“Which is better — to be ruled by one tyrant three thousand miles away, or three thousand tyrants one mile away?”
— Rev. Mather Blyes (1706-1788)
Does it really matter if the instrument curtailing liberty is a monarch or a popularly elected legislature? This conundrum, along with the witty version of it put to a Boston crowd in 1775 by the little-known colonial-era preacher with the famous uncle — Cotton Mather, addresses the age-old question of whether liberty can survive in a democracy.
Blyes was a loyalist, who, along with about one-third of the American adult White male population in 1776, opposed the American Revolution and favored continued governance by Great Britain. He didn’t fight for the king or agitate against George Washington’s troops, he merely warned of the dangers of too much democracy.
No liberty-minded thinker I know of seriously argues today in favor of a hereditary monarchy, but many of us are fearful of an out-of-control hybrid democracy, which is what we have in America today. I say “hybrid” because, there remain in our federal structure a few safeguards against runaway democracy such as, the equal state representation in the Senate, the Electoral College, the state control of federal elections and life-tenured federal judges and justices.
Of course, the Senate as originally crafted did not consist of popularly elected senators. Rather, they were appointed by state legislatures to represent the sovereign states as states, not the people in them. Part of James Madison’s genius was the construction of the federal government as a three-sided table. The first side stood for the people — the House of Representatives. The second side stood for the sovereign states — the Senate. And the third side stood for the nation-state — the presidency. The judiciary, whose prominent role today was unthinkable in 1789, was not part of this mix.
In his famous Bank Speech, Madison argued eloquently against legislation chartering a national bank because the authority to create a bank was not only not present in the U.S. Constitution but also was retained by the states and reserved to them by the Tenth Amendment.
In that speech, he warned the creeping expansion of the federal government would trample the powers of the states and also the unenumerated rights of the people that the Ninth Amendment — his pride and joy because it protected natural rights — prohibited the government from denying or disparaging.
He gave that speech in February 1791, 11 months before the addition of the Bill of Rights — the first 10 amendments — to the U.S. Constitution. Given the popular fears of a new central government, Madison assumed that the Bill of Rights would be quickly ratified. He was right.
His Bank Speech remains just as relevant today.
Had Madison been alive during the presidency of the anti-Madison Woodrow Wilson — who gave us World War I, the Federal Reserve, the administrative state and the federal income tax — he would have recoiled at a president destroying the three-sided table. Wilson did that by leading the campaign to amend the Constitution so as to provide for the direct popular election of senators. Nor would Madison have stomached the efforts today by liberal Democrats to amend the Constitution to provide for the direct popular election of the president.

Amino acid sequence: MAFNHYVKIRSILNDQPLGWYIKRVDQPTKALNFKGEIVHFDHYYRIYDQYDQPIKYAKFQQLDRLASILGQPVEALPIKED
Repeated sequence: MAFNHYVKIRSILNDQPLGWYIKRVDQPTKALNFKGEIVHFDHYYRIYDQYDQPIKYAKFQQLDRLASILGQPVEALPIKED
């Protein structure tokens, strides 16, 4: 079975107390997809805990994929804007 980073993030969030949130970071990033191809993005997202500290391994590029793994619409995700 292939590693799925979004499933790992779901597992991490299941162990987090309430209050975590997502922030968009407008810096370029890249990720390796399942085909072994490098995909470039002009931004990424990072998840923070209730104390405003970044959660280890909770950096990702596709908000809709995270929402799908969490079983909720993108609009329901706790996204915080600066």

Part of Madison’s genius was to craft anti-democratic elements into the Constitution. And some of them — like retaining state sovereignty — created laboratories of liberty. Ronald Reagan reminded the American public in his first inaugural address that the states formed the federal government, not the other way around. Had I been the scrivener of that speech, I’d have begged him to add: “And the powers that the states gave to the feds, they can take back.”
Reagan also famously said that we could vote with our feet. If you don’t like the over-the-top regulations in Massachusetts, you can move to New Hampshire. If you are fed up with the highest state taxes in the union in New Jersey, you can move to Pennsylvania.
But the more state sovereignty the feds absorb — the more state governance that is federalized — the fewer differences there are among the regulatory and taxing structures of the states. This has happened because Congress — sensing a popular majority — has become a general legislature without regard for the constitutional limits imposed on it.
If Congress wants to regulate an area of human behavior that is clearly beyond its constitutional competence, it bribes the states to do so with borrowed or Federal Reserve-created cash. Thus, it offered hundreds of millions of dollars to the states to lower their speed limits on highways and to lower the acceptable blood-alcohol level in peoples’ veins — this would truly have set Madison off — before a presumption of DWI may be argued, in return for cash to pave state-maintained highways.
The states are partly to blame for this as well. They take whatever cash Congress offers and they accept the strings that come with it. And they, too, are tyrants. The states mandated the unconstitutional and crippling lockdowns of 2020, not the feds. The states should be paying the political and financial consequences for their misdeeds, not the feds. They took property and liberty without paying for it as the Constitution requires them to do, not the feds.
Blyes feared a government of 3,000. Today, the feds employ close to 3 million. Thomas Jefferson warned that when the federal treasury becomes a federal trough, and the people recognize it as such, they would only send to Washington politicians — faithless to the Constitution — who promise to bring home the most cash.
And the majority will take whatever it wants from the minority that cherishes limited government, private property and personal liberty.
• Andrew P. Napolitano, a former judge of the Superior Court of New Jersey, is a regular contributor to The Washington Times. He is the author of nine books on the U.S. Constitution.